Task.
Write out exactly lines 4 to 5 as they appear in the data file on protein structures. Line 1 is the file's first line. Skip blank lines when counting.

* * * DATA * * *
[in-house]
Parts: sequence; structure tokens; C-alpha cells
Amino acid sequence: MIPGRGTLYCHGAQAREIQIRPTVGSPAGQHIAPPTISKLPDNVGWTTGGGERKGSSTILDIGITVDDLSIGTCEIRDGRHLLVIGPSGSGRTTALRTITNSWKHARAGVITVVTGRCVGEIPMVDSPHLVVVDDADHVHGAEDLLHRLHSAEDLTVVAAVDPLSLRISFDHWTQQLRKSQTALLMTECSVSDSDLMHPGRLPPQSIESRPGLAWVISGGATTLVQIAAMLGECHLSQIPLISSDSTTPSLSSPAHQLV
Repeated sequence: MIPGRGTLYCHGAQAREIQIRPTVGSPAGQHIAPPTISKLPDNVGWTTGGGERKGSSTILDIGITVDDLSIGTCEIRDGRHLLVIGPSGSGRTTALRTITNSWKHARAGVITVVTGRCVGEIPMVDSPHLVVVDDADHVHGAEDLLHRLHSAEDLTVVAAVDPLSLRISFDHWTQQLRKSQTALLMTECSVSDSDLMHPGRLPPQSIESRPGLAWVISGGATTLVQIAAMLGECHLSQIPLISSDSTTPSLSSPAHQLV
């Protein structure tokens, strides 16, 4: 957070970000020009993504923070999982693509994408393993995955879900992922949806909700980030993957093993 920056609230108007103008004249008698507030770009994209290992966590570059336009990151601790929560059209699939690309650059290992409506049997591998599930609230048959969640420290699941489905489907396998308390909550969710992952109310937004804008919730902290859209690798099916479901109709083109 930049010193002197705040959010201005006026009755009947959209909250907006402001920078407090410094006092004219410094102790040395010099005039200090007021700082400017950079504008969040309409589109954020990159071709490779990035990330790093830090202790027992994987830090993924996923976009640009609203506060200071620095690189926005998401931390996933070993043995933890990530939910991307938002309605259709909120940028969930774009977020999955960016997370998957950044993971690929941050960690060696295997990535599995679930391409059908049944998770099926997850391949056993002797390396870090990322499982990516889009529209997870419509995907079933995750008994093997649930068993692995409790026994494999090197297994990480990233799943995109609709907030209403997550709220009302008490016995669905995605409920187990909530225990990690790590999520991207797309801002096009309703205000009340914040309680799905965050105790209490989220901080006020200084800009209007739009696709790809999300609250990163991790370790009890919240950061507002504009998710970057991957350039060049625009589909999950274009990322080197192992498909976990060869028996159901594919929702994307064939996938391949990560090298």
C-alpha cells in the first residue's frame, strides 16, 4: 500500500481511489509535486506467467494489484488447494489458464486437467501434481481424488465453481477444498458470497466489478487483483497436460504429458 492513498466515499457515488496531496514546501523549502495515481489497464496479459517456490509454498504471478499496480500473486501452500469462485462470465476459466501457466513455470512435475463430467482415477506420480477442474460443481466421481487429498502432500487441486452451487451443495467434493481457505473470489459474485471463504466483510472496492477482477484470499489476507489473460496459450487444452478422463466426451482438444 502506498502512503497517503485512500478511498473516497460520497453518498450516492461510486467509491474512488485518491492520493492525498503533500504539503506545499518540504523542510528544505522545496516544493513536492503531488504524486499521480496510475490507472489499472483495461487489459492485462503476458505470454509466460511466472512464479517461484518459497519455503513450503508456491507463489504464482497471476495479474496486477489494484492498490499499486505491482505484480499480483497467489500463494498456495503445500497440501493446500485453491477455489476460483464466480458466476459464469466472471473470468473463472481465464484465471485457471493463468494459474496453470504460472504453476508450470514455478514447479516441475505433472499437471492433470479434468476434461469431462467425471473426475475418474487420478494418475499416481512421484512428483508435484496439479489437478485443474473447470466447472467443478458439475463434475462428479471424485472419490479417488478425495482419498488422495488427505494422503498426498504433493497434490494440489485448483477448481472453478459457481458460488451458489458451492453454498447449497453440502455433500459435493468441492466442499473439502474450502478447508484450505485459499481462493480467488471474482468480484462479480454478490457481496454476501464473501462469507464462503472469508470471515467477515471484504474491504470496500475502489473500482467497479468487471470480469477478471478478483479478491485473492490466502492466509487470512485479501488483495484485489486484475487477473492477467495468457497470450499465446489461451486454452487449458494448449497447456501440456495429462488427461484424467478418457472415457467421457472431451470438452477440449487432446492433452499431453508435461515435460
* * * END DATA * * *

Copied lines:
Repeated sequence: MIPGRGTLYCHGAQAREIQIRPTVGSPAGQHIAPPTISKLPDNVGWTTGGGERKGSSTILDIGITVDDLSIGTCEIRDGRHLLVIGPSGSGRTTALRTITNSWKHARAGVITVVTGRCVGEIPMVDSPHLVVVDDADHVHGAEDLLHRLHSAEDLTVVAAVDPLSLRISFDHWTQQLRKSQTALLMTECSVSDSDLMHPGRLPPQSIESRPGLAWVISGGATTLVQIAAMLGECHLSQIPLISSDSTTPSLSSPAHQLV
């Protein structure tokens, strides 16, 4: 957070970000020009993504923070999982693509994408393993995955879900992922949806909700980030993957093993 920056609230108007103008004249008698507030770009994209290992966590570059336009990151601790929560059209699939690309650059290992409506049997591998599930609230048959969640420290699941489905489907396998308390909550969710992952109310937004804008919730902290859209690798099916479901109709083109 930049010193002197705040959010201005006026009755009947959209909250907006402001920078407090410094006092004219410094102790040395010099005039200090007021700082400017950079504008969040309409589109954020990159071709490779990035990330790093830090202790027992994987830090993924996923976009640009609203506060200071620095690189926005998401931390996933070993043995933890990530939910991307938002309605259709909120940028969930774009977020999955960016997370998957950044993971690929941050960690060696295997990535599995679930391409059908049944998770099926997850391949056993002797390396870090990322499982990516889009529209997870419509995907079933995750008994093997649930068993692995409790026994494999090197297994990480990233799943995109609709907030209403997550709220009302008490016995669905995605409920187990909530225990990690790590999520991207797309801002096009309703205000009340914040309680799905965050105790209490989220901080006020200084800009209007739009696709790809999300609250990163991790370790009890919240950061507002504009998710970057991957350039060049625009589909999950274009990322080197192992498909976990060869028996159901594919929702994307064939996938391949990560090298």